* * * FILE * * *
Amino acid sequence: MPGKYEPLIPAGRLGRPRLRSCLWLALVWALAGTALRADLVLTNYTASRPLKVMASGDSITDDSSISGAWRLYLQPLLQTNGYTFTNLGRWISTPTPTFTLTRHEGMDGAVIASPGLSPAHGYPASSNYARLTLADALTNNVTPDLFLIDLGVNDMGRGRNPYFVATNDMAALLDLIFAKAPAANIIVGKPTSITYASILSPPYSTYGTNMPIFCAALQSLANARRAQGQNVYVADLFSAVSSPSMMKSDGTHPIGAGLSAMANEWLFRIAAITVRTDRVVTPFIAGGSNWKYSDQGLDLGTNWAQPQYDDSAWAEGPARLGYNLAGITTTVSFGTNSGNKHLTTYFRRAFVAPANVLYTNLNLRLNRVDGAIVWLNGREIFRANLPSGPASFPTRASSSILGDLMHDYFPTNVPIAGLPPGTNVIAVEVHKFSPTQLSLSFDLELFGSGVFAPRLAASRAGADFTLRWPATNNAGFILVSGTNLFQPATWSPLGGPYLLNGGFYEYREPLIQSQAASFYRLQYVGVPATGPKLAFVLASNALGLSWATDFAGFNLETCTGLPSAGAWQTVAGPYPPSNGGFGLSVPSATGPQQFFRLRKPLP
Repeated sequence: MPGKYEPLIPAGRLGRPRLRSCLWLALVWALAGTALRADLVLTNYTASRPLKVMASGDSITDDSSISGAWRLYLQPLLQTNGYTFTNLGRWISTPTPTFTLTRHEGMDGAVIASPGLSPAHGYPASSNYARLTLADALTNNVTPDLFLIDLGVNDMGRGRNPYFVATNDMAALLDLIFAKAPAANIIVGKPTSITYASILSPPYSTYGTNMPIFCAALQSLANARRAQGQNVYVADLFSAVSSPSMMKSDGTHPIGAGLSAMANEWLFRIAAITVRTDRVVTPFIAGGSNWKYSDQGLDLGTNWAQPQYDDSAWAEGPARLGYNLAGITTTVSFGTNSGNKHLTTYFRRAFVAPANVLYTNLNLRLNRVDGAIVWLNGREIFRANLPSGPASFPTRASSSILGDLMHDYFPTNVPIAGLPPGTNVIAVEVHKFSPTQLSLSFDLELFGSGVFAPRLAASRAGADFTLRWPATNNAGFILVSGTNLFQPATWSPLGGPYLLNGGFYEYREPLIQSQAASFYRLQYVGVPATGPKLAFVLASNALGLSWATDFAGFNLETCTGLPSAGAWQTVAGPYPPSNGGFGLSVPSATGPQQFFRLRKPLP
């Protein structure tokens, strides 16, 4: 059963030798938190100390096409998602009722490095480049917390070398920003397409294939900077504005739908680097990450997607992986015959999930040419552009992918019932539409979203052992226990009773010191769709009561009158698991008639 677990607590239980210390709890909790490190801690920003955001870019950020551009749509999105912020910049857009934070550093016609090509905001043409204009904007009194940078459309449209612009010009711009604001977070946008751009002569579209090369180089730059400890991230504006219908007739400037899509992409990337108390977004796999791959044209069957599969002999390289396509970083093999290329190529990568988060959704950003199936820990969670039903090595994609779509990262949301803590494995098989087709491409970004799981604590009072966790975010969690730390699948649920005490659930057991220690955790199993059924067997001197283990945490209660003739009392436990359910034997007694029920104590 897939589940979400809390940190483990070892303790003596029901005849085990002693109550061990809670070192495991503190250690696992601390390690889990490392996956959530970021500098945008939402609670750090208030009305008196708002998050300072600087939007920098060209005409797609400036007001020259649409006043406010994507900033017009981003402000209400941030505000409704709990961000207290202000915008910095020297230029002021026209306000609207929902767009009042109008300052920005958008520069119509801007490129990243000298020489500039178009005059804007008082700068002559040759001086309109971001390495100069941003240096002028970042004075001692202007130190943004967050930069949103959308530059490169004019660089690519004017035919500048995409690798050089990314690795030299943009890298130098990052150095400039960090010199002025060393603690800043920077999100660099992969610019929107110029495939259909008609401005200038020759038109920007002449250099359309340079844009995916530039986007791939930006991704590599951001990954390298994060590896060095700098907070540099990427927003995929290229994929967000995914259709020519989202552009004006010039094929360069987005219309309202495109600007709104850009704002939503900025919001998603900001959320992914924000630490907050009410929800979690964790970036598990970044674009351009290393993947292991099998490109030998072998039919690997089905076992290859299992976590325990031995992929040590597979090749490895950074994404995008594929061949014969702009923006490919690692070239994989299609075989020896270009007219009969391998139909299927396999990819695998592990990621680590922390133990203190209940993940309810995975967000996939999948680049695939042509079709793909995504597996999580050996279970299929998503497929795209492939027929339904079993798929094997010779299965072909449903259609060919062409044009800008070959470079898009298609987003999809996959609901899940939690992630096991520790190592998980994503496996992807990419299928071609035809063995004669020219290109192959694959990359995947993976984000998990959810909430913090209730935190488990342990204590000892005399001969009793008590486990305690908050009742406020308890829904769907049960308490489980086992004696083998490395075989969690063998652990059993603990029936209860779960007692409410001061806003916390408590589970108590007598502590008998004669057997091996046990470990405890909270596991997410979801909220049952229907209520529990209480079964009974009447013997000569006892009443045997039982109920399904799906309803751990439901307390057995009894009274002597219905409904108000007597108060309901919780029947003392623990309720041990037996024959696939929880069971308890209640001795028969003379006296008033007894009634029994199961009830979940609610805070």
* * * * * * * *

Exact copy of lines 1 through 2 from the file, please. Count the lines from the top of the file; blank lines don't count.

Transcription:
Amino acid sequence: MPGKYEPLIPAGRLGRPRLRSCLWLALVWALAGTALRADLVLTNYTASRPLKVMASGDSITDDSSISGAWRLYLQPLLQTNGYTFTNLGRWISTPTPTFTLTRHEGMDGAVIASPGLSPAHGYPASSNYARLTLADALTNNVTPDLFLIDLGVNDMGRGRNPYFVATNDMAALLDLIFAKAPAANIIVGKPTSITYASILSPPYSTYGTNMPIFCAALQSLANARRAQGQNVYVADLFSAVSSPSMMKSDGTHPIGAGLSAMANEWLFRIAAITVRTDRVVTPFIAGGSNWKYSDQGLDLGTNWAQPQYDDSAWAEGPARLGYNLAGITTTVSFGTNSGNKHLTTYFRRAFVAPANVLYTNLNLRLNRVDGAIVWLNGREIFRANLPSGPASFPTRASSSILGDLMHDYFPTNVPIAGLPPGTNVIAVEVHKFSPTQLSLSFDLELFGSGVFAPRLAASRAGADFTLRWPATNNAGFILVSGTNLFQPATWSPLGGPYLLNGGFYEYREPLIQSQAASFYRLQYVGVPATGPKLAFVLASNALGLSWATDFAGFNLETCTGLPSAGAWQTVAGPYPPSNGGFGLSVPSATGPQQFFRLRKPLP
Repeated sequence: MPGKYEPLIPAGRLGRPRLRSCLWLALVWALAGTALRADLVLTNYTASRPLKVMASGDSITDDSSISGAWRLYLQPLLQTNGYTFTNLGRWISTPTPTFTLTRHEGMDGAVIASPGLSPAHGYPASSNYARLTLADALTNNVTPDLFLIDLGVNDMGRGRNPYFVATNDMAALLDLIFAKAPAANIIVGKPTSITYASILSPPYSTYGTNMPIFCAALQSLANARRAQGQNVYVADLFSAVSSPSMMKSDGTHPIGAGLSAMANEWLFRIAAITVRTDRVVTPFIAGGSNWKYSDQGLDLGTNWAQPQYDDSAWAEGPARLGYNLAGITTTVSFGTNSGNKHLTTYFRRAFVAPANVLYTNLNLRLNRVDGAIVWLNGREIFRANLPSGPASFPTRASSSILGDLMHDYFPTNVPIAGLPPGTNVIAVEVHKFSPTQLSLSFDLELFGSGVFAPRLAASRAGADFTLRWPATNNAGFILVSGTNLFQPATWSPLGGPYLLNGGFYEYREPLIQSQAASFYRLQYVGVPATGPKLAFVLASNALGLSWATDFAGFNLETCTGLPSAGAWQTVAGPYPPSNGGFGLSVPSATGPQQFFRLRKPLP